1. Despite an alleged commitment to being open to other ideas in the face of better information, I don’t see any less certainty on the part of Grayling, Dawkins, et als. than in ardent fundamentalists.
    2. Grayling wants to have his cake and eat it too. Religion gets the blame for everything done by its adherents irrespective of causality (does he really think Ulster is even primarily about religion?) and atheism gets none of blame for what its adherents have done.
    3. It’s must easier to destroy than to create. By attempting to build something affirmative, religion is open to all kinds of attacks, many of them entirely justified. But Grayling resists venturing into affirmative territory. Even those who reject religion and who live with an outlook toward the world that Grayling endorses have to build their lives upon some sort of affirmative framework. All previous attempts to create a specifically atheist or scientific governing structure have failed miserably. Just what does Grayling propose?
    4. Grayling offers a (wholly predictable) parade of religious horribles. How is that parade substantively different from explicitly atheist parades including the atrocities of post-Bastille France, Stalin, Pol Pot, etc.?
    5. Grayling is correct that, to date, scientists haven’t attacked each other over competing scientific theories. My best guess is that the individually religious are more dangerous than the individually secular because they posit a reward in the hereafter based upon their (misguided) actions here and that “governmental anti-religionists” are more dangerous than governments more friendly toward religion because they don’t see any risk of accountability to a higher authority.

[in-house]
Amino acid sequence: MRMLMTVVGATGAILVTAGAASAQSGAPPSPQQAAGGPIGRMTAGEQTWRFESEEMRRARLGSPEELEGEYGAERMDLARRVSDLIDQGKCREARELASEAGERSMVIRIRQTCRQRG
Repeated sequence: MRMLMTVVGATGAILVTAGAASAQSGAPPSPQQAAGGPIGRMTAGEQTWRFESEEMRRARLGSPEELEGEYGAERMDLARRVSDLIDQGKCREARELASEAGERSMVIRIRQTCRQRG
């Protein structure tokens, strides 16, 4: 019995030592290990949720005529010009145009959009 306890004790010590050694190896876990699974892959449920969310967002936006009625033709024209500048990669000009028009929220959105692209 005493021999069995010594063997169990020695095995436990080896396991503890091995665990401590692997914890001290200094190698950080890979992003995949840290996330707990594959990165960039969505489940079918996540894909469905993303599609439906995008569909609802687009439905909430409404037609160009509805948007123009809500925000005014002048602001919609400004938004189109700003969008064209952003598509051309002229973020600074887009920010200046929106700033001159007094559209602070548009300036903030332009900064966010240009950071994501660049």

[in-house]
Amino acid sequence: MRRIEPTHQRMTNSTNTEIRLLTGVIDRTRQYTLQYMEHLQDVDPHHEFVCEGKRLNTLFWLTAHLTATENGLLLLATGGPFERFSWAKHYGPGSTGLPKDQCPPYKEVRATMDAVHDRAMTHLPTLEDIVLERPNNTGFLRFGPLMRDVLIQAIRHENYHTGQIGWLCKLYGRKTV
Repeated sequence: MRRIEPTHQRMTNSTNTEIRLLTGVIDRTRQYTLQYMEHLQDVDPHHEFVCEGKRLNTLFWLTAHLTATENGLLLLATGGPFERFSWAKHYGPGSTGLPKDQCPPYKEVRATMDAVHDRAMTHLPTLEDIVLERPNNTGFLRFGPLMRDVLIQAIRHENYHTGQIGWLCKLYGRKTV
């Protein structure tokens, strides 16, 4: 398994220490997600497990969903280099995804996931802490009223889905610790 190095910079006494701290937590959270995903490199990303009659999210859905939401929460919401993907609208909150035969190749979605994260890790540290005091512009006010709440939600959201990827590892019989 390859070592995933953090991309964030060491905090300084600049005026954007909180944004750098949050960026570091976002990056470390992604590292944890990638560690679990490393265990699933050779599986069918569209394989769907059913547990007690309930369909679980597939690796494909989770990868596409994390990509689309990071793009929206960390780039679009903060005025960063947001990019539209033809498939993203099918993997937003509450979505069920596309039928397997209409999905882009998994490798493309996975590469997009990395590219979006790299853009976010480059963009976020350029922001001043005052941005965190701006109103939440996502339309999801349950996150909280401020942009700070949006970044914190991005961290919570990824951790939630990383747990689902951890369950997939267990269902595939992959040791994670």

7. #7 Wolfgold
    August 18, 2009

    Decided to jump into the fray. So much to say, so little time…

    Not having been raised in this country of highly politicized religion, I may be a bit of an anomaly. I would consider myself a liberal evangelical. I think Christians are wasting their time on the Creation/Evolution issue because, frankly, it’s not what my faith is about. Now, don’t misunderstand, I am not lauding ignorance and I am a firm ID believer myself, it’s just not what Christianity is about. We’re not a political group, never was and never should have been. I really think this is at the bottom of things in this area. I did my share over many years defending Creation/ID. My believes in that area has not changed, I just think it is a waste of time; both for me and however I’m arguing with.

    Well, gotta get back to work.

  8. #8 JR
    August 19, 2009

    “Religion gets the blame for everything done by its adherents irrespective of causality (does he really think Ulster is even primarily about religion?) and atheism gets none of blame for what its adherents have done.”

    I see him only blaming religion for what its adherents has done in its name, not all atrocities that people who are religious have committed. Since (Dawkins has made the same point) people have not murdered in the name of atheism it is entirely consistent that he does not let atheism take the blame for Stalin et al.

  9. #9 notedscholar
    August 19, 2009

    According to Rodney Stark, this is not true!

    I wonder, are there any intellectually honest Jesuits? Probably not.

    NS

  10. #10 Robocop
    August 19, 2009

    “Since (Dawkins has made the same point) people have not murdered in the name of atheism it is entirely consistent that he does not let atheism take the blame for Stalin et al.”